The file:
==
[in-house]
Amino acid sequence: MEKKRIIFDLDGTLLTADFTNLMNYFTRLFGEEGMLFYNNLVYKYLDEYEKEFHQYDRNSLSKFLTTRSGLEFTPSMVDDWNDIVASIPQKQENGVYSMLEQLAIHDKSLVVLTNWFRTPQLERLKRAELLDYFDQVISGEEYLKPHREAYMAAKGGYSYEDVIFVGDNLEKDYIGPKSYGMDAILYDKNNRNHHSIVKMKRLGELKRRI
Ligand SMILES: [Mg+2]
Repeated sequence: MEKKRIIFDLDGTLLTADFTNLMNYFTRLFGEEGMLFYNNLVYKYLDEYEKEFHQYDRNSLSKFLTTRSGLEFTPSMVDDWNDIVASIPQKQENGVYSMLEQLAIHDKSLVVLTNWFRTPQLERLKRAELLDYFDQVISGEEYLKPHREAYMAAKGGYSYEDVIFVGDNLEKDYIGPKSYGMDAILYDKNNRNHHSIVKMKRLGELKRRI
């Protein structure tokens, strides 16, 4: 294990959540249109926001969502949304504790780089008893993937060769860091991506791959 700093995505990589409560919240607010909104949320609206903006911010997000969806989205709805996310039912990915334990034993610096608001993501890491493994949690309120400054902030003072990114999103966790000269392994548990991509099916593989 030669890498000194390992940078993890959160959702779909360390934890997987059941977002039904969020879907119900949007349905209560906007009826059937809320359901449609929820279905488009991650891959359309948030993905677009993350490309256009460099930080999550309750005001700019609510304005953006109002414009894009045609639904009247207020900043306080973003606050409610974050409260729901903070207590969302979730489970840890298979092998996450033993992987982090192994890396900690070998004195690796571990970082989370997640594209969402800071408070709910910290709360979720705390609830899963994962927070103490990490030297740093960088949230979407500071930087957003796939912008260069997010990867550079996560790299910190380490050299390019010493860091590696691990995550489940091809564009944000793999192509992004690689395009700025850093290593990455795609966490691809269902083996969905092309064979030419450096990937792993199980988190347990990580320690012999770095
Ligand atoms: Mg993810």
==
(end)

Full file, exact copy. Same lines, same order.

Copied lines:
[in-house]
Amino acid sequence: MEKKRIIFDLDGTLLTADFTNLMNYFTRLFGEEGMLFYNNLVYKYLDEYEKEFHQYDRNSLSKFLTTRSGLEFTPSMVDDWNDIVASIPQKQENGVYSMLEQLAIHDKSLVVLTNWFRTPQLERLKRAELLDYFDQVISGEEYLKPHREAYMAAKGGYSYEDVIFVGDNLEKDYIGPKSYGMDAILYDKNNRNHHSIVKMKRLGELKRRI
Ligand SMILES: [Mg+2]
Repeated sequence: MEKKRIIFDLDGTLLTADFTNLMNYFTRLFGEEGMLFYNNLVYKYLDEYEKEFHQYDRNSLSKFLTTRSGLEFTPSMVDDWNDIVASIPQKQENGVYSMLEQLAIHDKSLVVLTNWFRTPQLERLKRAELLDYFDQVISGEEYLKPHREAYMAAKGGYSYEDVIFVGDNLEKDYIGPKSYGMDAILYDKNNRNHHSIVKMKRLGELKRRI
């Protein structure tokens, strides 16, 4: 294990959540249109926001969502949304504790780089008893993937060769860091991506791959 700093995505990589409560919240607010909104949320609206903006911010997000969806989205709805996310039912990915334990034993610096608001993501890491493994949690309120400054902030003072990114999103966790000269392994548990991509099916593989 030669890498000194390992940078993890959160959702779909360390934890997987059941977002039904969020879907119900949007349905209560906007009826059937809320359901449609929820279905488009991650891959359309948030993905677009993350490309256009460099930080999550309750005001700019609510304005953006109002414009894009045609639904009247207020900043306080973003606050409610974050409260729901903070207590969302979730489970840890298979092998996450033993992987982090192994890396900690070998004195690796571990970082989370997640594209969402800071408070709910910290709360979720705390609830899963994962927070103490990490030297740093960088949230979407500071930087957003796939912008260069997010990867550079996560790299910190380490050299390019010493860091590696691990995550489940091809564009944000793999192509992004690689395009700025850093290593990455795609966490691809269902083996969905092309064979030419450096990937792993199980988190347990990580320690012999770095
Ligand atoms: Mg993810």